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Several hundred protesters were reaching the end of a march in Dallas against the killings of black men in Louisiana and Minnesota. The Thursday evening march had been peaceful -- so peaceful that police had been posing for photos with protesters. Then the shooting started: A sniper (or possibly more) shot 12 Dallas police officers, killing five. Seven officers and two civilian were wounded. Of the dead, four were Dallas Police officers, and one was a member of the Dallas Area Rapid Transit police, which was also providing protection for the march and rally. When it was over, police had killed a suspect, after an hours-long standoff with multiple exchanges of gunfire in a parking garage. Despite claims by the suspect who was shooting at police in the parking garage, initial and secondary sweeps found no explosives in the area. According to the National Law Enforcement Officers Memorial Fund, it was the deadliest single day for law enforcement officers since September 11, 2001, when 72 officers died.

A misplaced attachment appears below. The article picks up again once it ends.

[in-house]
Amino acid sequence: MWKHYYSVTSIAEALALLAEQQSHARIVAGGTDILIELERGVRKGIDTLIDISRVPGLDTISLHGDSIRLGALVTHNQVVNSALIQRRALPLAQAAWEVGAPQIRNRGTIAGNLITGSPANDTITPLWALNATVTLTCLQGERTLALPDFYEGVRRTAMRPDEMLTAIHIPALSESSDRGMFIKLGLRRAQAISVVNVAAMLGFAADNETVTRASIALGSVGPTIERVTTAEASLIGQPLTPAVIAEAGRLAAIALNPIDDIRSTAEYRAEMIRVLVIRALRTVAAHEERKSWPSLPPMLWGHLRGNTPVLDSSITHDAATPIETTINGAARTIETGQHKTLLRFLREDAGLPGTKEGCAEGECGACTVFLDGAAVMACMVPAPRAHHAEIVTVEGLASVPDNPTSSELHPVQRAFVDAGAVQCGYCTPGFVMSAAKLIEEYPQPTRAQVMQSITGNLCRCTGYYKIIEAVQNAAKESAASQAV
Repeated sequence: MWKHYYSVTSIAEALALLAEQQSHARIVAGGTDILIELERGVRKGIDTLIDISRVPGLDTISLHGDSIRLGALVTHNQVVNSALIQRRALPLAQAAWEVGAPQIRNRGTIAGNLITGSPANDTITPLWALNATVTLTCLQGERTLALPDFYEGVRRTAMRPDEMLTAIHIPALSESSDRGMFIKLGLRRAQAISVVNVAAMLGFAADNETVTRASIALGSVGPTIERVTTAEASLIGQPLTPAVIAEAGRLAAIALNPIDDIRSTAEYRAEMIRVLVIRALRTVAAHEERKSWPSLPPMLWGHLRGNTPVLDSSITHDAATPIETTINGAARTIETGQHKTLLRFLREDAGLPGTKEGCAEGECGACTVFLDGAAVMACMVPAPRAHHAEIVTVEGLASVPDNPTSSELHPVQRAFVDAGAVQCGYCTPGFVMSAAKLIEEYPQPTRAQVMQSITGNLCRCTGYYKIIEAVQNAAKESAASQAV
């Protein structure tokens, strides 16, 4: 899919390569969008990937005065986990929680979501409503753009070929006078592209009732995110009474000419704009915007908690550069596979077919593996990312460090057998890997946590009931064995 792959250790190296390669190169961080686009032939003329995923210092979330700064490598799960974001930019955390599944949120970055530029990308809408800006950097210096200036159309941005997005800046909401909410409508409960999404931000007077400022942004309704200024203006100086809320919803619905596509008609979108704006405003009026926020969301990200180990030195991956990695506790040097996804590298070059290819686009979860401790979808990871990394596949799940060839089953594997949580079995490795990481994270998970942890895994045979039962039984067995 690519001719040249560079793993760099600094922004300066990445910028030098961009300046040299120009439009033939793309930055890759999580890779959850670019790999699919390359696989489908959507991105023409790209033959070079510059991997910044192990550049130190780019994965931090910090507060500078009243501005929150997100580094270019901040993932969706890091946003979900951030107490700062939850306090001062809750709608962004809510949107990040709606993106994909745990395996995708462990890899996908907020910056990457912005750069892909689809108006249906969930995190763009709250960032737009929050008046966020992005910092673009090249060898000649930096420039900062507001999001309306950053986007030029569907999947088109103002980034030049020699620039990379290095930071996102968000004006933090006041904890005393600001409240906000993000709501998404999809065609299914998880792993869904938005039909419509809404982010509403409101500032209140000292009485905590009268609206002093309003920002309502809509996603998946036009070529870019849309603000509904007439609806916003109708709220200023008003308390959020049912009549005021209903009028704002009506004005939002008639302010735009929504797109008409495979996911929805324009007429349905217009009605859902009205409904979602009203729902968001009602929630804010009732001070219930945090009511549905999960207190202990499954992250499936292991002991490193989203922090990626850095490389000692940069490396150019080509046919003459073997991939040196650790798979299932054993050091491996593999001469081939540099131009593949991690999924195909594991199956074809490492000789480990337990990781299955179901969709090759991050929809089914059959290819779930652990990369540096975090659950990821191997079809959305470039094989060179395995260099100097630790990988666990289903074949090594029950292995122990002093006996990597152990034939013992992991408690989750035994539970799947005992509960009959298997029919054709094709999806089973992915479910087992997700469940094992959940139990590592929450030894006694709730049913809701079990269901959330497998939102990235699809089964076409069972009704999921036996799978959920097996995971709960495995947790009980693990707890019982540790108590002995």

President Obama, in Poland for a NATO summit, called the Dallas shootings "a vicious, calculated and despicable attack on law enforcement," shortly after speaking on the phone with Dallas Mayor Mike Rawlings.

Police in Dallas were on duty doing their jobs, keeping people safe, during peaceful protests. These law enforcement officers were targeted, and nearly a dozen officers were shot. Five were killed. Other officers, and at least one civilian, were wounded. Some are in serious condition, and we are praying for their recovery.

At a Friday morning news conference, Dallas Police Chief David O. Brown said, "We're hurting...We are heartbroken. There are no words to describe the atrocity that occurred to our city. All I know is that this must stop, this divisiveness between our police and our citizens."